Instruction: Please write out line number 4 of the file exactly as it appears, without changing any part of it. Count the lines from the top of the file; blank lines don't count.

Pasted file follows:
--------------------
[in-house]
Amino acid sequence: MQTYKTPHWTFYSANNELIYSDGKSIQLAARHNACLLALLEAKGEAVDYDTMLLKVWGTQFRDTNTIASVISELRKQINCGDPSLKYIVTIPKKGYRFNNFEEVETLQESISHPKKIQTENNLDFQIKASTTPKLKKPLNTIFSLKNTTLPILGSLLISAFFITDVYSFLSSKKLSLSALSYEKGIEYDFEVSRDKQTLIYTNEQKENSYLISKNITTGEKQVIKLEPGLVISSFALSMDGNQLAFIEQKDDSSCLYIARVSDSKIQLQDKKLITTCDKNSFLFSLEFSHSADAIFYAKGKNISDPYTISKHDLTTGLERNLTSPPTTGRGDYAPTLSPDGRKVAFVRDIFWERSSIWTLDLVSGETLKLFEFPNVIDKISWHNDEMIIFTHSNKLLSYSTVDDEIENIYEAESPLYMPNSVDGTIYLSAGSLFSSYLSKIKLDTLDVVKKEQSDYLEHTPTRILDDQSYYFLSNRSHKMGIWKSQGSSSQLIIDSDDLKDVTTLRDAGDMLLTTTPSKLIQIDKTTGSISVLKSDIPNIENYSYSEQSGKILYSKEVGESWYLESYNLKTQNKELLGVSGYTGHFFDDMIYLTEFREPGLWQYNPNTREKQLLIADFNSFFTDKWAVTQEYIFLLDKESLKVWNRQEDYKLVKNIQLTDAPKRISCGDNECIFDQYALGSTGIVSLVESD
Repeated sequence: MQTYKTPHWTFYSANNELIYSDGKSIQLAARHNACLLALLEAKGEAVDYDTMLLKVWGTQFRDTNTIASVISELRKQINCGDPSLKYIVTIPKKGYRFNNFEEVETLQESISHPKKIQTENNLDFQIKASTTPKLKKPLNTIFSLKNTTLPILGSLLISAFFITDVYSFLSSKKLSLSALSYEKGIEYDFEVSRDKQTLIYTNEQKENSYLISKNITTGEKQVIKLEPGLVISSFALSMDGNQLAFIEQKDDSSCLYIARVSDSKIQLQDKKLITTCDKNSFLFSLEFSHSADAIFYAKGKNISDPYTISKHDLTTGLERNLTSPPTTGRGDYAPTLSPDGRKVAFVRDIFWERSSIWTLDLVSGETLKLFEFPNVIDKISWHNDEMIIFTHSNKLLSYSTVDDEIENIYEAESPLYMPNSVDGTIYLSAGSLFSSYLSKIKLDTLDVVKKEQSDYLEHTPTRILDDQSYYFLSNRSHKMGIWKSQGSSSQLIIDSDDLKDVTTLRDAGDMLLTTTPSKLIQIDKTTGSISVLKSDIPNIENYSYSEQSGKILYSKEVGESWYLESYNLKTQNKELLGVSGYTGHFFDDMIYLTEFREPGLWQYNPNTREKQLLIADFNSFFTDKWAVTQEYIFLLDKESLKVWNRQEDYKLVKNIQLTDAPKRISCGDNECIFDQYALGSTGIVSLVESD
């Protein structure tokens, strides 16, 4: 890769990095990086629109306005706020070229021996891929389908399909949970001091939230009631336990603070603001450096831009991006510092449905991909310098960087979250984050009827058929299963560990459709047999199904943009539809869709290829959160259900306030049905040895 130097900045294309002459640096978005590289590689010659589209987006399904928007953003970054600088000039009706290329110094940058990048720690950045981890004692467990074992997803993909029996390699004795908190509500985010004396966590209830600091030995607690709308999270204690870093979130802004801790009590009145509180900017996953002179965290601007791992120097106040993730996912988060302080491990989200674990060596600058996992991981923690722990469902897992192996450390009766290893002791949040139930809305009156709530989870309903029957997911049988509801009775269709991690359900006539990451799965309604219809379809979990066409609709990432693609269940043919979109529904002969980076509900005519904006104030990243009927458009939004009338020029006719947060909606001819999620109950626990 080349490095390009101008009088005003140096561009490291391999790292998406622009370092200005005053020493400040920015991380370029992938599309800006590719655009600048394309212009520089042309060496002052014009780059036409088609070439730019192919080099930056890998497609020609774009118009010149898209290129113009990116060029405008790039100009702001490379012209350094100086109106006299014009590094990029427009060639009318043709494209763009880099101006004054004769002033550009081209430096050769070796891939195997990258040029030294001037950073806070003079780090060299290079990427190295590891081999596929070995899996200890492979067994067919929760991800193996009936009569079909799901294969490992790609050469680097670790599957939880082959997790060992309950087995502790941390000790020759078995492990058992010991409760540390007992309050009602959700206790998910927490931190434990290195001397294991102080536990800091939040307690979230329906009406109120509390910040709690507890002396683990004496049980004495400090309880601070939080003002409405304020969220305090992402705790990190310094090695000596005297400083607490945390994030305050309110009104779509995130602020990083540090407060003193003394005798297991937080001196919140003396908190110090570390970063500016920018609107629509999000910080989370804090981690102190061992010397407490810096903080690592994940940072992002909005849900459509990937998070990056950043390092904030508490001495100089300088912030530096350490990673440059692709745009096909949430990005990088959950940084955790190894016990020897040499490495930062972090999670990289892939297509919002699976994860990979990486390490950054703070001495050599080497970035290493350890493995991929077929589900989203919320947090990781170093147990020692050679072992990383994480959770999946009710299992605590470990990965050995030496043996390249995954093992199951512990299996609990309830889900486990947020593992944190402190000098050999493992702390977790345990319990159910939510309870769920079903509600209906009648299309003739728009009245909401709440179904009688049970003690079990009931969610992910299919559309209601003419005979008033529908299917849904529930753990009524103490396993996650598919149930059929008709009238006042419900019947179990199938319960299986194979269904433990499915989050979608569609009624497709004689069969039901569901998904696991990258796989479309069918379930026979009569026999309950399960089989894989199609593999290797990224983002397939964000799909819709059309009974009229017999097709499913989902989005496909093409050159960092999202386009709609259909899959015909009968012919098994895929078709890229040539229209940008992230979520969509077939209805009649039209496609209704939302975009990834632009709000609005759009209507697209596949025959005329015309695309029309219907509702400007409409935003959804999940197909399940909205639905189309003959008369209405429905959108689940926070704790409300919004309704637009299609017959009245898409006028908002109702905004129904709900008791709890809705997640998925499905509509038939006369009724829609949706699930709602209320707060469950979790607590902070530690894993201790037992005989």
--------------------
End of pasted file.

């Protein structure tokens, strides 16, 4: 890769990095990086629109306005706020070229021996891929389908399909949970001091939230009631336990603070603001450096831009991006510092449905991909310098960087979250984050009827058929299963560990459709047999199904943009539809869709290829959160259900306030049905040895 130097900045294309002459640096978005590289590689010659589209987006399904928007953003970054600088000039009706290329110094940058990048720690950045981890004692467990074992997803993909029996390699004795908190509500985010004396966590209830600091030995607690709308999270204690870093979130802004801790009590009145509180900017996953002179965290601007791992120097106040993730996912988060302080491990989200674990060596600058996992991981923690722990469902897992192996450390009766290893002791949040139930809305009156709530989870309903029957997911049988509801009775269709991690359900006539990451799965309604219809379809979990066409609709990432693609269940043919979109529904002969980076509900005519904006104030990243009927458009939004009338020029006719947060909606001819999620109950626990 080349490095390009101008009088005003140096561009490291391999790292998406622009370092200005005053020493400040920015991380370029992938599309800006590719655009600048394309212009520089042309060496002052014009780059036409088609070439730019192919080099930056890998497609020609774009118009010149898209290129113009990116060029405008790039100009702001490379012209350094100086109106006299014009590094990029427009060639009318043709494209763009880099101006004054004769002033550009081209430096050769070796891939195997990258040029030294001037950073806070003079780090060299290079990427190295590891081999596929070995899996200890492979067994067919929760991800193996009936009569079909799901294969490992790609050469680097670790599957939880082959997790060992309950087995502790941390000790020759078995492990058992010991409760540390007992309050009602959700206790998910927490931190434990290195001397294991102080536990800091939040307690979230329906009406109120509390910040709690507890002396683990004496049980004495400090309880601070939080003002409405304020969220305090992402705790990190310094090695000596005297400083607490945390994030305050309110009104779509995130602020990083540090407060003193003394005798297991937080001196919140003396908190110090570390970063500016920018609107629509999000910080989370804090981690102190061992010397407490810096903080690592994940940072992002909005849900459509990937998070990056950043390092904030508490001495100089300088912030530096350490990673440059692709745009096909949430990005990088959950940084955790190894016990020897040499490495930062972090999670990289892939297509919002699976994860990979990486390490950054703070001495050599080497970035290493350890493995991929077929589900989203919320947090990781170093147990020692050679072992990383994480959770999946009710299992605590470990990965050995030496043996390249995954093992199951512990299996609990309830889900486990947020593992944190402190000098050999493992702390977790345990319990159910939510309870769920079903509600209906009648299309003739728009009245909401709440179904009688049970003690079990009931969610992910299919559309209601003419005979008033529908299917849904529930753990009524103490396993996650598919149930059929008709009238006042419900019947179990199938319960299986194979269904433990499915989050979608569609009624497709004689069969039901569901998904696991990258796989479309069918379930026979009569026999309950399960089989894989199609593999290797990224983002397939964000799909819709059309009974009229017999097709499913989902989005496909093409050159960092999202386009709609259909899959015909009968012919098994895929078709890229040539229209940008992230979520969509077939209805009649039209496609209704939302975009990834632009709000609005759009209507697209596949025959005329015309695309029309219907509702400007409409935003959804999940197909399940909205639905189309003959008369209405429905959108689940926070704790409300919004309704637009299609017959009245898409006028908002109702905004129904709900008791709890809705997640998925499905509509038939006369009724829609949706699930709602209320707060469950979790607590902070530690894993201790037992005989």